Normally, I’m all for Earth. I get all weepy when I see pictures of Earth from above and I adore lunar eclipses and I hate people who kill sea turtles and all that. Earth is my home.
However, the fact is that at bedtime I don’t ever want to go to bed; there are too many fun things I want to do; I could easily stay up for another two hours, then get my 8 hours of sleep, and wake up to another day of the same schedule. Why can’t I have 18 hours to be awake and then 8 for sleeping? Earth rotates just a bit too fast. Am I the only one who feels this way? Don’t the days seem too short? What are we to do?
If I had two extra hours a day, I would use one hour to read Lord Peter Wimsey mysteries and one hour to eat ice cream and listen to music I’ve never heard before. What would you do?
Incidentally, are all of you acquainted with Lord Peter Wimsey? In case you’re not, I will now take it upon myself to acquaint you. Lord Peter is the creation of mystery guru Dorothy L. Sayers. He’s exceedingly rich and intelligent and also slightly funny-looking and lives in post World War I England, and he’s always solving crimes. He can’t help himself, it’s the way he’s built. His adventures are forever interesting and funny, and the later ones especially (say, from the novel Strong Poison on) can be incredibly rich, beautiful, and satisfying.
Here, if you have a few minutes to enjoy it, is an excerpt from the short story The Piscatorial Farce of the Stolen Stomach:
“[Wimsey] had great fun at the [antique book] sale next day. He found a ring of dealers in possession, happily engaged in conducting a knockout. Having lain low for an hour in a retired position behind a large piece of statuary, he emerged, just as the hammer was falling upon the Catullus for a price representing the tenth part of its value, with an overbid so large, prompt, and sonorous that the ring gasped with a sense of outrage. Skrymes — a dealer who had sworn an internal enmity to Wimsey on account of a previous little encounter over a Justinian — pulled himself together and offered a fifty-pound advance. Wimsey promptly doubled his bid. Scrymes overbid him fifty again. Wimsey instantly jumped another hundred, in the tone of a man prepared to go on till Doomsday. Scrymes scowled and was silent. Somebody raised it fifty more; Wimsey made it guineas and the hammer fell. Encouraged by this success, Wimsey, feeling that his hand was in, romped happily into the bidding for the next lot, a Hypnerotomachia which he already possessed, and for which he felt no desire whatsoever. Scrymes, annoyed by his defeat, set his teeth, determining that, if Wimsey was in the bidding mood, he should pay through the nose for his rashness. Wimsey, entering into the spirit of the thing, skied the bidding with enthusiasm. The dealers, knowing his reputation as a collector, and fancying that there must be some special excellence about the book that they had failed to observe, joined in whole-heartedly, and the fun became fast and furious. Eventually they all dropped out again, leaving Scrymes and Wimsey in together. At which point Wimsey, observing a note of hesitation in the dealer’s voice, neatly extricated himself and left Mr Scrymes with the baby. After this disaster, the ring became sulky and demoralized and refused to bid at all, and a timid little outsider, suddenly flinging himself into the arena, became the owner of a fine fourteenth-century missal at bargain price. Crimson with excitement and surprise, he paid for his purchase and ran out of the room like a rabbit, hugging the missal as though he expected to have it snatched from him. Wimsey thereupon set himself seriously to acquire a few fine early printed books, and, having accomplished this, retired, covered with laurels and hatred.”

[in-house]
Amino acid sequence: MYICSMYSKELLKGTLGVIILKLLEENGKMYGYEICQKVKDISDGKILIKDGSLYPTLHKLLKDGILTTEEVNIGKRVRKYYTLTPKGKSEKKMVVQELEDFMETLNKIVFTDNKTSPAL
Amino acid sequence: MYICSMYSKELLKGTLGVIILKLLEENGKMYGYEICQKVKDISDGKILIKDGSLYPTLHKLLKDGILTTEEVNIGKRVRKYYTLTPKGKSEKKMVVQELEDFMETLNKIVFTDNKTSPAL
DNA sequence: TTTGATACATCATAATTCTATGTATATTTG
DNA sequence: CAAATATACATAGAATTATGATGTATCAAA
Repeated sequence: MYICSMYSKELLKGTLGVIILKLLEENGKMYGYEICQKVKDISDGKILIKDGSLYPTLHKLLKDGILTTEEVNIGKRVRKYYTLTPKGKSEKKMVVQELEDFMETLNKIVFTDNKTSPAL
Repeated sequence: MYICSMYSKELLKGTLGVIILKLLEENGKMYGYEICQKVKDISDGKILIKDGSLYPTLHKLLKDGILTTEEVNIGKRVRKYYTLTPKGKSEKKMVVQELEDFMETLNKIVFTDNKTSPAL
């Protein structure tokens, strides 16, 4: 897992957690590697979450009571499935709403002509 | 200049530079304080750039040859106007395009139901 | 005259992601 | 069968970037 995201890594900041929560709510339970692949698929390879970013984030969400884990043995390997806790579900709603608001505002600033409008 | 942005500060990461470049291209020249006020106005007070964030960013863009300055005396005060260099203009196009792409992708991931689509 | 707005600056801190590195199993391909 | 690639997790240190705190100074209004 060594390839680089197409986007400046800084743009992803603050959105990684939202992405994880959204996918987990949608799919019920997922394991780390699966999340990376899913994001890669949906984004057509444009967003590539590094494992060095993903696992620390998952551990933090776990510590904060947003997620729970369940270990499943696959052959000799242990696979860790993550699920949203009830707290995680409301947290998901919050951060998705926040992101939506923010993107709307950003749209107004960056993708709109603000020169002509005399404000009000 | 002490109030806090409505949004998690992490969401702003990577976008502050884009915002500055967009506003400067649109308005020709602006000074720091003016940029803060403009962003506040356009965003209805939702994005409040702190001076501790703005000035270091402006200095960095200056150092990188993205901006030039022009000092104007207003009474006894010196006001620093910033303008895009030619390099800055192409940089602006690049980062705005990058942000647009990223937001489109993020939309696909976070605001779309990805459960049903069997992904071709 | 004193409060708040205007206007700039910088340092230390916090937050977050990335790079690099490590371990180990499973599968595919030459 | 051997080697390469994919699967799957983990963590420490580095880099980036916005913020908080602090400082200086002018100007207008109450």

(hee hee ho ho hoo)
Finally, closing with some business: if you’d like to receive my semi-weekly posts as emails OR subscribe to my blog OR friend me with your lj account, check out the features I’ve added on the left. And now, I must run; Earth is spinning and I’m trying to keep up…